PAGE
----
Milwaukee Symphony Orchestra comes to the Wisconsin Union Theater on November 21, 2010 with exciting and diverse pieces--and none of the composers are the standard German or French! This is an exciting opportunity to expose oneself to music of different cultures. MSO, under the baton of Edo de Waart, will be performing works by Norwegian Edvard Grieg, American Samuel Barber, and Hungarian Bela Bartok.
The orchestra will begin the evening with Grieg’s popular Suite No. 1 Op. 46 from Peer Gynt. Based on Henrik Isben’s adaptation on a fairytale, Peer Gynt, Grieg’s first suite, contains two very famous movements. The first movement, Morning Mood, contains the theme you hear in cartoons and commercials with the scene of a sunrise and birds chirping. The third movement, In The Hall of the Mountain King, is another very easily recognizable theme, obtaining an iconic status in popular culture. The opening slow theme imitates an image of Peer sneaking into the Mountain King’s castle with careful footsteps. Slowly, the theme accelerates signaling the moment when the King’s trolls spot Peer. Becoming a chase scene, the music gets louder with cymbals clashing all of the way to the climax where we get a B minor chord—the moment that Peer successfully escapes. This is a piece you will not want to miss. It’s quite the narrative!
Barber’s Concerto for Violin and Orchestra Op. 14 is the second piece that MSO will be performing with their very own Frank Almond as the violinist. There are many tales of the origin of the concerto. Philadelphia industrialist Samuel Fels commissioned Barber to compose a violin concerto for Fel’s adopted son, Iso Briselli, who graduated with Barber from the Curtis Institute of Music in 1934. Barber took the commission money and spent it on a trip to Switzerland where he began writing the concerto.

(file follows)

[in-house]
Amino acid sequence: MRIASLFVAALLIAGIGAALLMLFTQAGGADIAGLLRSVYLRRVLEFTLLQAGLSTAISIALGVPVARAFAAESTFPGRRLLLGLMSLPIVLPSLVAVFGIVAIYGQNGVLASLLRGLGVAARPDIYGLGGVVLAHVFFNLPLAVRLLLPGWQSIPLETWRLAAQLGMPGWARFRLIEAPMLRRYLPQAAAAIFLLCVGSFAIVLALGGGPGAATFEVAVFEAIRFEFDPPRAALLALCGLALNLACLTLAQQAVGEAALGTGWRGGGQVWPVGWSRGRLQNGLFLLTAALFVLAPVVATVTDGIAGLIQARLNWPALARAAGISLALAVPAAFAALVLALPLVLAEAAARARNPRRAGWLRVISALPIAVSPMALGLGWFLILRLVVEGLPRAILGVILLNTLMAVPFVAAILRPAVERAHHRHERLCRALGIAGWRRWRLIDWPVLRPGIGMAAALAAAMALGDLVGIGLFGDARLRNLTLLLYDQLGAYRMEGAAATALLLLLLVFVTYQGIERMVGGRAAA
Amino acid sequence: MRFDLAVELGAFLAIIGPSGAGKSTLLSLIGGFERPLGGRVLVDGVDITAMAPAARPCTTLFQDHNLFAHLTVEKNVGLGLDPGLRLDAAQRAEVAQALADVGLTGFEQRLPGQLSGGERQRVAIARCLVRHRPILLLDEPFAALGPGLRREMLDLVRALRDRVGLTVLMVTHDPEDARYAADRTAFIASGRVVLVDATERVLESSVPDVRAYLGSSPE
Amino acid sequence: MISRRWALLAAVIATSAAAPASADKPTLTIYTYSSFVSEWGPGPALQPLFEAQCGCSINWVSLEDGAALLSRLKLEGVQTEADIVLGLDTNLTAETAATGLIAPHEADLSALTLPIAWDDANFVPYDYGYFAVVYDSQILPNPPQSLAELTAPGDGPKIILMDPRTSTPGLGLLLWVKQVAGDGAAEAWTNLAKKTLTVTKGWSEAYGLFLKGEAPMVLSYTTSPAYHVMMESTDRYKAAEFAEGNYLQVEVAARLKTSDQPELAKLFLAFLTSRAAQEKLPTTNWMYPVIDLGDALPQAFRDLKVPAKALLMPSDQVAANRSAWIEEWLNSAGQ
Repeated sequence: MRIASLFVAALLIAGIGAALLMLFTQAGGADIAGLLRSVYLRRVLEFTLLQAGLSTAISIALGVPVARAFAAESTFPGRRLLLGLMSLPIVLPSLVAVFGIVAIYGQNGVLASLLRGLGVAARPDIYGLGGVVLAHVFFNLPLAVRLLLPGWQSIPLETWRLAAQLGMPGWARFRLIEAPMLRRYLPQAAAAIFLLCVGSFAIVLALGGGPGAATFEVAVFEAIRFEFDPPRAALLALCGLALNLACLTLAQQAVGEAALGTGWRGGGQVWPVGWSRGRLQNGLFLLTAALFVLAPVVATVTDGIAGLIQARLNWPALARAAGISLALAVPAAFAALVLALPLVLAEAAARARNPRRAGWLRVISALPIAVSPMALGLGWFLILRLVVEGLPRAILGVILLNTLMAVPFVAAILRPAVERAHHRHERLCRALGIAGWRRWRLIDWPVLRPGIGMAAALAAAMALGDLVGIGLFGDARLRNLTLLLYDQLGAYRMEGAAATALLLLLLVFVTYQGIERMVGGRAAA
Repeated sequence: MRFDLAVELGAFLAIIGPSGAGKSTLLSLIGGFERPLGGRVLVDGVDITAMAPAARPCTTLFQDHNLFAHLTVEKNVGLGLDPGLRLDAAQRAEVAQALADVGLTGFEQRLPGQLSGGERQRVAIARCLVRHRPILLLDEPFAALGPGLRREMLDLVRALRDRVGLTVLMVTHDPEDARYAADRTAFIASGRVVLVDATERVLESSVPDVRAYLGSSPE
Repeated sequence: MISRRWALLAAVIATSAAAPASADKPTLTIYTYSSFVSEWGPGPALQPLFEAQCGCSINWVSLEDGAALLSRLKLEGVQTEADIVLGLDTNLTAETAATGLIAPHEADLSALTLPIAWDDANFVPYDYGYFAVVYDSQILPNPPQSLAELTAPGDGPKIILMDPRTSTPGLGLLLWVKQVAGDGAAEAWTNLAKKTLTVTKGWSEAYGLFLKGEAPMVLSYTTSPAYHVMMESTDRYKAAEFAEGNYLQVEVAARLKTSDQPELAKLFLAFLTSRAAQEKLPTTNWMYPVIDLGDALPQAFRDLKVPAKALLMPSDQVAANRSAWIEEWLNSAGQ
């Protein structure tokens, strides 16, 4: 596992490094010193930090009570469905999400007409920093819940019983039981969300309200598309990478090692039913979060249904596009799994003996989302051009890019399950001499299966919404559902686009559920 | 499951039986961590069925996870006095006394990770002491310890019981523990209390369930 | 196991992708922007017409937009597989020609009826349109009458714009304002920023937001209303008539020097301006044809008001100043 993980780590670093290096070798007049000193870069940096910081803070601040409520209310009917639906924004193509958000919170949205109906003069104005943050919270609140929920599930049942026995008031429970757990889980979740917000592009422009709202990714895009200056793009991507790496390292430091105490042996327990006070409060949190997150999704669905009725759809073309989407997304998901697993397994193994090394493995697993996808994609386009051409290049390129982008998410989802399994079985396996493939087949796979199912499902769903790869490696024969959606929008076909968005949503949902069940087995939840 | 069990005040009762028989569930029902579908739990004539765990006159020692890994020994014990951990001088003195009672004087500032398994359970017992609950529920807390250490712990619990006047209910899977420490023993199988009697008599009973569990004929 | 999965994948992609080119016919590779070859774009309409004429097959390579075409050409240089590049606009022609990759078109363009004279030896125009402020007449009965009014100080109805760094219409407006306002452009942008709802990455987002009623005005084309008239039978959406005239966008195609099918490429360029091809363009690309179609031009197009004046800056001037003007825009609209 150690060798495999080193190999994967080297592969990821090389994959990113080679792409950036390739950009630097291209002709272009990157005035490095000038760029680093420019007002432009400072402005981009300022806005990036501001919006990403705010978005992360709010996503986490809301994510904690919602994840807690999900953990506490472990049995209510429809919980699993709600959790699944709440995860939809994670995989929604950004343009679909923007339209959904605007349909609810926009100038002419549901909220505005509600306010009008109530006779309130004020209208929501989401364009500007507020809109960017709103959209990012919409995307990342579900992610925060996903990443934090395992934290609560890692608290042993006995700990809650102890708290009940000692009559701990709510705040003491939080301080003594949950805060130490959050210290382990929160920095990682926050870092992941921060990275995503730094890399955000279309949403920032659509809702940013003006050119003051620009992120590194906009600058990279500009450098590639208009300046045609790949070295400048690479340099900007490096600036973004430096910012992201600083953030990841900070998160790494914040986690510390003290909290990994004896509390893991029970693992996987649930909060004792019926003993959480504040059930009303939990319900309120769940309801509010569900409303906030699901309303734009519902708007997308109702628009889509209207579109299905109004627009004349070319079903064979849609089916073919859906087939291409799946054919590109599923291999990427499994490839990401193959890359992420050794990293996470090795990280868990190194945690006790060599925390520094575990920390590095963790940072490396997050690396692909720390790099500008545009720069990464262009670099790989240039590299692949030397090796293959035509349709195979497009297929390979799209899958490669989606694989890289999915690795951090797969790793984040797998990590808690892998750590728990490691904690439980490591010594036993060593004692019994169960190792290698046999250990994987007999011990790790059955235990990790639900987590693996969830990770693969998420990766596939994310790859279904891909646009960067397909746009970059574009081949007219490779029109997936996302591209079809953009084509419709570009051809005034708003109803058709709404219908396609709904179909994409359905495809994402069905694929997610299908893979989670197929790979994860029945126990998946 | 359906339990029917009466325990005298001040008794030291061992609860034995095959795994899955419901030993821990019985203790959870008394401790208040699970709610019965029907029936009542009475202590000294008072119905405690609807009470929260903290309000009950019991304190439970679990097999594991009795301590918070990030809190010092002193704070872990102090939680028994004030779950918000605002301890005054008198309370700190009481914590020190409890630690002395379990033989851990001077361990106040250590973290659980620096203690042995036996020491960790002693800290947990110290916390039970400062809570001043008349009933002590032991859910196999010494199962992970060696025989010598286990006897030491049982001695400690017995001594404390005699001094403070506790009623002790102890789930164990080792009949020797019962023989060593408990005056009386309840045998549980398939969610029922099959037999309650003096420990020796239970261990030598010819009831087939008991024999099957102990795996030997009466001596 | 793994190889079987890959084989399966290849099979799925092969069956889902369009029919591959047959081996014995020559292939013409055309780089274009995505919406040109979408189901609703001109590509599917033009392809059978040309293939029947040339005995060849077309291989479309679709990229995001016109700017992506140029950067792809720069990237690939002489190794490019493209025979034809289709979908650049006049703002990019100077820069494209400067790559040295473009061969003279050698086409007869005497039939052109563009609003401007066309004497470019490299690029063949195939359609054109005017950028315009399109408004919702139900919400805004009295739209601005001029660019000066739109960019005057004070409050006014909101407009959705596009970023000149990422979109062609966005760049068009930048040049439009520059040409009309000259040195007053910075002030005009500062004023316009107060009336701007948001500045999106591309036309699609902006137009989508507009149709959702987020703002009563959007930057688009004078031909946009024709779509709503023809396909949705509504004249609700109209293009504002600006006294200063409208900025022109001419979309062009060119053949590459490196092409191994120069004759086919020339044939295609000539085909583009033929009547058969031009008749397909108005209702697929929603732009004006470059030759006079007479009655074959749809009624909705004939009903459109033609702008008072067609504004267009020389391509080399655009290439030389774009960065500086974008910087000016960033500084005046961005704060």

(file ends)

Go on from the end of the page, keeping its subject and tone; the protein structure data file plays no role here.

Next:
The first two movements were delivered to Briselli, and after a year-long delay, so was the third movement. Unfortunately, Briselli didn’t like the third movement, saying that the ending should be longer and the movement as a whole should have a more structured form. Barber didn’t agree and stuck with the original. Despite the conflict, the two did remain friends. The piece was publicly premiered on February 7, 1941 by the Philadelphia Orchestra with the prominent and virtuosic violinist Albert Spalding. The premiere was followed by repeat performances, with one at Carnegie Hall. This was the piece’s even bigger breakthrough, making the concerto standard repertoire for violinists. It’s one of the most successful 20th century works to this day.
The composition itself is quite conservative, with lyrical melodies, and it is fastidiously orchestrated. The first movement is a classical Sonata-Allegro form. The violin carries the first theme which is claimed (inappropriately) to take on a Mozartian twist, whereupon the clarinet begins the second theme. Both are rigorously developed before the return of the first violin theme, marking the recapitulation.
The second movement is a traditional Andante. The oboe melody is smooth with a bit of an oriental influence. Coupling it is a horn. The independent violin dominates the middle portion of the movement driving towards a closely related cadenza-like figure flowing into its own rendition of the initial oboe and horn theme, drawing the movement to a close. It’s incredibly colorful.
The third movement is a perpetual-motion finale, which is a tour-de-force for not only the violin but also the orchestra. In rondo form, each section shows off the virtuosity of the violin and orchestra itself, hence “Concerto for…Orchestra”. This idea of a “concerto for orchestra” carries over into the Bartok piece Concerto for Orchestra.
You can hear many of Bartok’s folk influences in this work; narrow melodies abound with unsteady rhythms; the music departs tonality, going into non-traditional modes and artifical scales; the horns have drone figures in the first movement. The second movement is rather eclectic. Instruments are paired off in twos, and the side drum has a different tempo marking. This accumulates into a special aesthetic. The third movement is derived from the first. The fourth movement is peculiar. Flowing melodies with different time signatures are quite noticeable, and the theme parodies and even ridicules Shostakovich’s march tune in his “Leningrad” Symphony (No. 7). The form is basically a rondo. The fifth movement seems to be beautifully out of control. The whirling perpetuum mobile first theme competes with the fugato Hungarian folk melodies, all the while being in Sonata-Allegro form.
Grieg, Barber and Bartok all come together, with different cultural backgrounds, adding spice and variety to the venue. Do yourself an unforgettable favor and come to the performance on November 21, 2010 – you won’t regret it!